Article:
I caught this film at Montreal's festival of new film last week, &
thought it was brilliant. I greatly admired Fruit Chan's story (he wrote
the script, as well as directing) and thought he presented it with
positively gruelling emotional intensity.
Instead of the "teen angst" flick which I'd been expecting (an adult's
comfortable distance away from the agony), MIHK, a film about the lives
and deaths of a trio of teen outcasts, is suffused with grief and rage. I
found even the wistful depiction of cavorting ghosts poignant, but what I
most appreciated was the unblinking realism in the film before the finale.
I thought Moon's relationships with Ping, and the mothers, were very
sensitively drawn. By contrast, I thought the male-male dynamics were
written with less honesty -- in fact, aside from Moon's relationship with
Stallone, they mostly seemed to be fantasies of violence (driving off the
loan shark, killing the evil triad boss, killing the abusive dad in the
toilet stall, killing the child-molesting loan shark). Of course, I
cheered for all these events, but they seem out of place, given the depth
of the rest of the film. I hope Fruit Chan gets a grip on this in his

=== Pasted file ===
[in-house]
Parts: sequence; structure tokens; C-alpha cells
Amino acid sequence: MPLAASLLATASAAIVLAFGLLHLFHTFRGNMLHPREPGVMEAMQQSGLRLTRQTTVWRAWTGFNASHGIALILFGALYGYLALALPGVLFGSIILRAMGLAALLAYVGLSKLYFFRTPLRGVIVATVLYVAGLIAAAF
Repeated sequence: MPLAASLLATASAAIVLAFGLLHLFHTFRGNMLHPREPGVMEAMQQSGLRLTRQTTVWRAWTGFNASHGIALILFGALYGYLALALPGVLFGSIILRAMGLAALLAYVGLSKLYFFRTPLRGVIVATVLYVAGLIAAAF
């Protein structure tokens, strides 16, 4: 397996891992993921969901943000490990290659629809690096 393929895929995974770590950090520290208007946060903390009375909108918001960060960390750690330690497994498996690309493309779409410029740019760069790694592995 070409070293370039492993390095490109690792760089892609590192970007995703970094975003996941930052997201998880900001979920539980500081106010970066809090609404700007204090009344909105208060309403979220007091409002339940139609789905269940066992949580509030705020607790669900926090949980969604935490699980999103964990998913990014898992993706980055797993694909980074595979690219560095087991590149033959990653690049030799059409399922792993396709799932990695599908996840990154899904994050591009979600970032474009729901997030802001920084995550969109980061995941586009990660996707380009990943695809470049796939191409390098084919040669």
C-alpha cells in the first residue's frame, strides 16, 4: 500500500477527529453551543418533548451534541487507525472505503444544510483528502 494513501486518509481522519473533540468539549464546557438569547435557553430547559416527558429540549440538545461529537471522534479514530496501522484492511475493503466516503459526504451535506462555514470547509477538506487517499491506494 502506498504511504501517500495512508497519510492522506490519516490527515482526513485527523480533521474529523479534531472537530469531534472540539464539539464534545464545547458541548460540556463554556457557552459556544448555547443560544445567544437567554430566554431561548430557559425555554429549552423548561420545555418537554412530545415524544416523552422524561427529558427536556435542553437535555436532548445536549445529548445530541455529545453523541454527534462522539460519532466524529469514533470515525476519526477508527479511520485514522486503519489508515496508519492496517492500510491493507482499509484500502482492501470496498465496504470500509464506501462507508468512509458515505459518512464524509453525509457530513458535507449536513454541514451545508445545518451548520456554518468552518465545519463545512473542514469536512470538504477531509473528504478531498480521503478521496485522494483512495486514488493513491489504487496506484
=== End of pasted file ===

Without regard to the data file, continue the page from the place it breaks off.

later movies. (Speaking of which, what *are his later movies? Has he done
anything since? And has anyone seen his first film?)
Like other commentators, I was struck by the visuals of the unseen HK
-- the crowded tenement buildings, the narrow horizon, the run-down
streets. I found myself comparing MIHK to the Y&D series, much to the
latter's detriment (tho' after all, they *are based on a manga), and
chortled evilly with Moon when the knife vendor sneered ("Goo wat jai are
petty criminals, they only steal from their mothers"). The realism was
also evident in the depiction of the local bullies -- flabbily repulsive,
in contrast to their demonic malevolence in (for example) SCHOOL ON FIRE.
The whole sequence in which they torture 'Stallone', get chased down, and
grovel abjectly to Moon and Keung was masterfully nausea-inducing ...
So, like most others, I would highly recommend this film -- but it is
definitely not for the weak of stomach. Think LORD OF THE FLIES, when
you're deciding whether you're in the mood for this one or not.
From Hong Kong Movie DataBase